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How can I remove a storyboard in XAML (i.e. RemoveStoryboard action in a DataTrigger) but keep the value that was animated. Similar to the Animatable.BeginAnimation:

If the animation's BeginTime is null, any current animations will be removed and the current value of the property will be held.

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2 Answers 2

up vote 2 down vote accepted

RemoveStoryboard's primary use is to remove the animated values and set them back to their un-animated state. In most cases you can just switch the call to PauseStoryboard or StopStoryboard instead, depending on the specific case. The only exception is when you need to free up resources held by the storyboard or use it for another purpose.

If you really want to remove the storyboard and keep the property values, you must set the animated values directly on the properties. This can be done by setting each value to the animated value, something like this:

void CopyAnimatedValuesToLocalValues(DependencyObject obj)
{
  // Recurse down tree
  for(int i=0; i<VisualTreeHelper.GetChildrenCount(obj); i++)
    CopyAnimatedValuesToLocalValues(VisualTreeHelper.GetChild(obj, i));

  var enumerator = obj.GetLocalValueEnumerator();
  while(enumerator.MoveNext())
  {
    var prop = enumerator.Current.Property;
    var value = enumerator.Current.Value as Freezable;

    // Recurse into eg. brushes that may be set by storyboard, as long as they aren't frozen
    if(value!=null && !value.IsFrozen)
      CopyAnimatedValuesToLocalValues(value);

    // *** This is the key bit of code ***
    if(DependencyPropertyHelper.GetValueSource(obj, prop).IsAnimated)
      obj.SetValue(prop, obj.GetValue(prop));

  }
}

Call this right before you remove the storyboard to copy the animated values.

Edit A comment was made that this code may be unnecessary because calling BeginAnimation with BeginTime=null achieves a similar effect.

While it is true that BeginAnimation with BeginTime=null makes it looks as if the values were copied to local, a later call to RemoveStoryboard will cause the values to revert. This is because BeginAnimation with BeginTime=null causes the prior animation to hold its values pending the start of the new animation, but does nothing to affect the local values.

The code above actually overwrites local values, so all animations can be removed and the objects will still have their new values. So if you really want to call RemoveStoryboard and still keep your values, you will need the code I wrote above or something like it.

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As I mentioned in my question I would like to to it in XAML. The main goal here to start a new animation based on a DataTrigger that starts with the current value. AFAIK as I know that can not be achieved by pausing or stopping the current storyboard because it would either hold or reset the current value. Also note your code is not needed in WPF. You can simply call Animatable.BeginAnimation with an animation that has the BeginTime set to null. It will have the same effect the value is copied to local. –  bitbonk Nov 6 '09 at 7:53
    
I'm not sure I understand your need. If you just want to start a new animation, why not just do so without calling doing a RemoveAnimation action at all? WPF is designed to start with the current values in that situation. Is it not doing so? –  Ray Burns Nov 6 '09 at 17:27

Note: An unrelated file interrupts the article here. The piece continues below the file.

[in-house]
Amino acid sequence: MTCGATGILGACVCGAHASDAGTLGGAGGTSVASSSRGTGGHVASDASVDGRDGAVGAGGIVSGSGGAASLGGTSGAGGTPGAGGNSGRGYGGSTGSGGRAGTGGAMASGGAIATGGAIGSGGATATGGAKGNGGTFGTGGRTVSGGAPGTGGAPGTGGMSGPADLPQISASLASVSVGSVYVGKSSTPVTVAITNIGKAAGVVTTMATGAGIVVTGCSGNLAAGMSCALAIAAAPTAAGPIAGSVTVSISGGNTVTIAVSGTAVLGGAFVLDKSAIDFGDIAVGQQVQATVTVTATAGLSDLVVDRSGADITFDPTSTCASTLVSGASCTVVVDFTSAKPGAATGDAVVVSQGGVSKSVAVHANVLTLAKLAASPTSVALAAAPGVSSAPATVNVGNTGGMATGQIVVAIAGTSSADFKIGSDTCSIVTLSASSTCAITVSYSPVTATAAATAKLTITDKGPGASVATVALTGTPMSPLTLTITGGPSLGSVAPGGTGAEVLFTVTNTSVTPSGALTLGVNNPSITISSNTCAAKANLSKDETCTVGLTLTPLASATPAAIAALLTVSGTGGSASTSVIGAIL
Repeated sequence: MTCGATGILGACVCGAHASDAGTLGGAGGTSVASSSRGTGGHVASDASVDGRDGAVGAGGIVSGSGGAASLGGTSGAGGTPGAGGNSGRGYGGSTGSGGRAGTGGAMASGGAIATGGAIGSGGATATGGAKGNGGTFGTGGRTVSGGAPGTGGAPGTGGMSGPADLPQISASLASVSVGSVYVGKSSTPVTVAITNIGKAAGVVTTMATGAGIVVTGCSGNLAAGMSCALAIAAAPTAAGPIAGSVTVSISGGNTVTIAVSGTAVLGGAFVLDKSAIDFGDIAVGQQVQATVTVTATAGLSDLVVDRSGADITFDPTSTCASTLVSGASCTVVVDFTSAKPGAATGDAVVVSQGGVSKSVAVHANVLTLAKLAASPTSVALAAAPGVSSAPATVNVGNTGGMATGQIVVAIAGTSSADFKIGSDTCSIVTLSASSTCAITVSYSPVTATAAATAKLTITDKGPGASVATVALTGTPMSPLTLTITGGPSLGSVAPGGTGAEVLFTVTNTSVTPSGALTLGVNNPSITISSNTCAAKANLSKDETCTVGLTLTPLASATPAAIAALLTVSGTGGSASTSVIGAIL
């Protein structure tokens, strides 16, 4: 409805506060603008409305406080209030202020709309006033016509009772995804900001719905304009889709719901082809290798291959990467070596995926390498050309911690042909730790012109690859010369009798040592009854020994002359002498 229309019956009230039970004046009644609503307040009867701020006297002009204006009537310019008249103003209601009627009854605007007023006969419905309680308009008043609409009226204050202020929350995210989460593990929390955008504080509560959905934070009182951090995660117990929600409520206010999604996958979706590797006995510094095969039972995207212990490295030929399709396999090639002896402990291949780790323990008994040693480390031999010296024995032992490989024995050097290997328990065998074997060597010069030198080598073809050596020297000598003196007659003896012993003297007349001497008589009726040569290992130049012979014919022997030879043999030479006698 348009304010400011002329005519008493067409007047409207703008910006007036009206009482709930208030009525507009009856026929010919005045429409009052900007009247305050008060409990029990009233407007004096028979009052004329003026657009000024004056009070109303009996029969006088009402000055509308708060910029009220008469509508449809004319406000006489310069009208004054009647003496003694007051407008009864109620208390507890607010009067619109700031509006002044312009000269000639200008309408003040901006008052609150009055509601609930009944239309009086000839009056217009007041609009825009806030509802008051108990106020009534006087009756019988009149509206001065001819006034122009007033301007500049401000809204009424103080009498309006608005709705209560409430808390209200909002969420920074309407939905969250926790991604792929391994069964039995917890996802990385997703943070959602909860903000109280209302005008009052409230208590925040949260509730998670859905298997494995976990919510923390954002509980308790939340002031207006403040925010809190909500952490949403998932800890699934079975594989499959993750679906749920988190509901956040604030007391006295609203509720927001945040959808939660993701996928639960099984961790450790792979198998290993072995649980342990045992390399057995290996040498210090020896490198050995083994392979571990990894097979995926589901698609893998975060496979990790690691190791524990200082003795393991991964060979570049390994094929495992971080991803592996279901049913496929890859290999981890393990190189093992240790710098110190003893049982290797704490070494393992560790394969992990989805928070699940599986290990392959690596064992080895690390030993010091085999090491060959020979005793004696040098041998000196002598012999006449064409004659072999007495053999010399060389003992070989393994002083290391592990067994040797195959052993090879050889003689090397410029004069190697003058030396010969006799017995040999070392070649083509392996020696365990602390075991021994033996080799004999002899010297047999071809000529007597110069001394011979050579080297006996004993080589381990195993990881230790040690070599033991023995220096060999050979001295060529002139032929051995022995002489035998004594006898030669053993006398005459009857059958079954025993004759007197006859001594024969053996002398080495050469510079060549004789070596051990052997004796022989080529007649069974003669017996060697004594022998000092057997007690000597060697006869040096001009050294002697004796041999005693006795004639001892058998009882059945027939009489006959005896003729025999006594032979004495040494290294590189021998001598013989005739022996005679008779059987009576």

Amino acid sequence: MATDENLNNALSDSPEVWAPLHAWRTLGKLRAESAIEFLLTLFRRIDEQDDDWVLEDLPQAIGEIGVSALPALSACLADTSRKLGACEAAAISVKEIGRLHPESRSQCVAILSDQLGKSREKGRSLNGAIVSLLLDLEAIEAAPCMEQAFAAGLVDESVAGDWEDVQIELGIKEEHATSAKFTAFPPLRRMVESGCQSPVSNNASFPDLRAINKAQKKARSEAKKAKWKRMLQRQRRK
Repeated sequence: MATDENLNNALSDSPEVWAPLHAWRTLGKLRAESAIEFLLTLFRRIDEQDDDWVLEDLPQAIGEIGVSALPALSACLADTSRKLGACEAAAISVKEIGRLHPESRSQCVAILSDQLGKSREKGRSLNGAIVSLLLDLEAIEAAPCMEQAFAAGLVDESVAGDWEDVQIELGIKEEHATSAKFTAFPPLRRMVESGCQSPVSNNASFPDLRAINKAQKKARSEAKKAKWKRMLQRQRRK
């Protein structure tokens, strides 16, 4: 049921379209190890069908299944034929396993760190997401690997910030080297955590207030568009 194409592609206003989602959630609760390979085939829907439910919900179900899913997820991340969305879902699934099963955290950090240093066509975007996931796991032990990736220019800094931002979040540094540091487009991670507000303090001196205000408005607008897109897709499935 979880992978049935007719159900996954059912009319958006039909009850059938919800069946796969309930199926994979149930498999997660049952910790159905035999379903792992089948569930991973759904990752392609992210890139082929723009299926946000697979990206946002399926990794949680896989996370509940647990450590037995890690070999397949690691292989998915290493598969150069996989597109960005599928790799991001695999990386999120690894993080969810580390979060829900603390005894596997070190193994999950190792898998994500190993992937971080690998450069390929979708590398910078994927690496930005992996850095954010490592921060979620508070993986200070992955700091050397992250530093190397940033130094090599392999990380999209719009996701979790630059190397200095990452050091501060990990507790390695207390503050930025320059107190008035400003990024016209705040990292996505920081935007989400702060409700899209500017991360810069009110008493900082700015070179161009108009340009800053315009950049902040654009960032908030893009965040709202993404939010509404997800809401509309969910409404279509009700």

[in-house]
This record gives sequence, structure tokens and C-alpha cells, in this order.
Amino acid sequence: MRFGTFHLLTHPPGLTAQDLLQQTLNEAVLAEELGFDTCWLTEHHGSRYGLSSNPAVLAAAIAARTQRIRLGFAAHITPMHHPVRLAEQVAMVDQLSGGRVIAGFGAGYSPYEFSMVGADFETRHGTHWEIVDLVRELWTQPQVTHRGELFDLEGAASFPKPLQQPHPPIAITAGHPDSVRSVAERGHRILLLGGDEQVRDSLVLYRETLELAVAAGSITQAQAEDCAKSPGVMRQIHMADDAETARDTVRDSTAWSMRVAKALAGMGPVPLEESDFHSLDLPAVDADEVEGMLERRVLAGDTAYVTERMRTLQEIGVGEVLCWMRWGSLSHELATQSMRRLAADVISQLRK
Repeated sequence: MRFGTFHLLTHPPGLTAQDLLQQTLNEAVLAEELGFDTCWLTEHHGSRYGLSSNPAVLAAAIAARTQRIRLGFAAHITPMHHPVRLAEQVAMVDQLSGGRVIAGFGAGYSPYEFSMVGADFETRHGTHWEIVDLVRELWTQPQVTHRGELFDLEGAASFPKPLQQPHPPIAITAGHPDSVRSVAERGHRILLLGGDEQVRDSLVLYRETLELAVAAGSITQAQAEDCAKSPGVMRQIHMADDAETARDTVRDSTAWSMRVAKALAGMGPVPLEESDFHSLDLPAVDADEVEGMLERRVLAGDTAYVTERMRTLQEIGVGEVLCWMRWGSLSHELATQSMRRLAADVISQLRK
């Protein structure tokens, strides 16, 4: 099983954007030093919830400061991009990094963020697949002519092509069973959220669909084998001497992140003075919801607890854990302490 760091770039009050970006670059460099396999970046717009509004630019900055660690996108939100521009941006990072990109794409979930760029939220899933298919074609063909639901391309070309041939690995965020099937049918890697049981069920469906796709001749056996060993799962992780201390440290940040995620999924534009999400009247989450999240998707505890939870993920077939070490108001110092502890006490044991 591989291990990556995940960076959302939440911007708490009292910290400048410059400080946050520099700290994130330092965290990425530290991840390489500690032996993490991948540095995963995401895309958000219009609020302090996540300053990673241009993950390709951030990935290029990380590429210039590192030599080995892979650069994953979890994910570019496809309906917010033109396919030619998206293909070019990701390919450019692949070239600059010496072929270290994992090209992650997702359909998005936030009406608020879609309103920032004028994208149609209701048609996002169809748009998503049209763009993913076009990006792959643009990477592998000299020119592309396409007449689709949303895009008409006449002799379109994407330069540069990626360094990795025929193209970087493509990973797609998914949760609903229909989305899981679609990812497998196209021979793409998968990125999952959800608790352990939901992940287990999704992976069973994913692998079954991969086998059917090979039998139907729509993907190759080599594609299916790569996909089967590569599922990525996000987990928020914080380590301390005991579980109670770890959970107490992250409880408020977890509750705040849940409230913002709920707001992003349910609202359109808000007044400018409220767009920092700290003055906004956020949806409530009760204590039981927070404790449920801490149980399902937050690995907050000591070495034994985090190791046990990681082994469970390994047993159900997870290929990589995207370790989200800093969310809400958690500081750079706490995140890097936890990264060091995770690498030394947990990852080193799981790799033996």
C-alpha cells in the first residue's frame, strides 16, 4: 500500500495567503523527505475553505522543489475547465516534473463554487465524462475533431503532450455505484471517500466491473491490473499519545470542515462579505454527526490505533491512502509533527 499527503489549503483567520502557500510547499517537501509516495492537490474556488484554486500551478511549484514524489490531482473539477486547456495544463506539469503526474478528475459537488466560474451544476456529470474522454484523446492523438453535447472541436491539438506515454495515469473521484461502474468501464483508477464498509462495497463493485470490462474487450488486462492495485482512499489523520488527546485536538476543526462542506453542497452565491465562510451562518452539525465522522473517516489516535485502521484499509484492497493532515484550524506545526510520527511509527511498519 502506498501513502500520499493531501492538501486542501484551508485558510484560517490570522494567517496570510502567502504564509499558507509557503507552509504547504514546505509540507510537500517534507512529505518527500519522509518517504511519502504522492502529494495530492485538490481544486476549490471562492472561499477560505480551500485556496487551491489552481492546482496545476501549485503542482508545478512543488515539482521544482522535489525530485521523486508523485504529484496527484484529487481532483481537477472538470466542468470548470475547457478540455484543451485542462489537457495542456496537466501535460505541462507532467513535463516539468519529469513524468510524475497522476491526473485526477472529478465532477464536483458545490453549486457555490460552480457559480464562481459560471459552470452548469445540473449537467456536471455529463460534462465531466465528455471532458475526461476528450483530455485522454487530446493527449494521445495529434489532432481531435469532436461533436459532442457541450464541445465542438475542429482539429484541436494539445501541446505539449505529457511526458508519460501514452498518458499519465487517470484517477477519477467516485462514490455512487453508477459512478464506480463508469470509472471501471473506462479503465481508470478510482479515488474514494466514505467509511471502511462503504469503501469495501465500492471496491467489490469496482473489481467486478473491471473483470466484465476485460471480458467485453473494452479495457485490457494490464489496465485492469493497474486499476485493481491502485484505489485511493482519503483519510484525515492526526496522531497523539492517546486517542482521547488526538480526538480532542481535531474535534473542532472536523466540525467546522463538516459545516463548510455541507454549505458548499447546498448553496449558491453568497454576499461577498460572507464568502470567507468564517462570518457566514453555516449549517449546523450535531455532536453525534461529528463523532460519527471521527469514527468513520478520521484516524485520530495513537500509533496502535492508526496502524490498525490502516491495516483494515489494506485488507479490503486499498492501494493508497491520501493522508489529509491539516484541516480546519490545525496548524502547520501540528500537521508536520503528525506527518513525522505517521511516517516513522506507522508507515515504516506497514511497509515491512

It is not true that calling BeginAnimation with BeginTime=null has the same effect as my code. Specificallly, it does not copy values to local. If you call BeginAnimation with BeginTime=null and later call RemoveAnimation, the values will revert to original because the local values were never changed. But if you use my code the values will stick because they are actually copied to local. I was explaining what was necessary to get the local values to stick even after RemoveAnimation, and code like I wrote IS necessary. Does that make sense? –  Ray Burns Nov 6 '09 at 17:31
    
You are right, it is not the same. About your question: If I remove a storyboard before starting a new one, the animated value jumps back to the default (unanimated) value. I don't want that to happen I want to start with the value where the other animation stopped. plus I need a XAML-only solution. But with Datatrigger (wich seems to be the only way to trigger animations based on ViewModel state) I always have to remove the old animation in DataTrigger.ExitAction. –  bitbonk Nov 6 '09 at 21:57
    
Lets make a simple exercise (that seems really hard to accomplish): Write a datatemplate that slowly animates its color to green when the bound ViewModel's state goes to "active". When the state goes to "inactive" it animates its color to gray starting with whatever color it currently has. When the state changed to "unkown" start to animate its color to yellow, again starting with whatever color the object currently has. It is such a simple scenario, but it is really giving me a hard time. I tend to think that this is where the WPF animation system falls short. –  bitbonk Nov 6 '09 at 22:06

I had a similar problem when using AnimationTimeline. The easiest solution turned out to be capturing the Completed event in code behind and prior to calling BeginAnimation with the null parameter to remove the animation, get the property's current value and use that to set it.

This gets the last animated value, and sets it.

void OnCompleted( object sender, EventArgs args )
{
    // Required to copy latest animated value to local value.
    o.SomeValue = o.SomeValue;
    o.BeginAnimation( SomeClass.SomeValueProperty, null );
}
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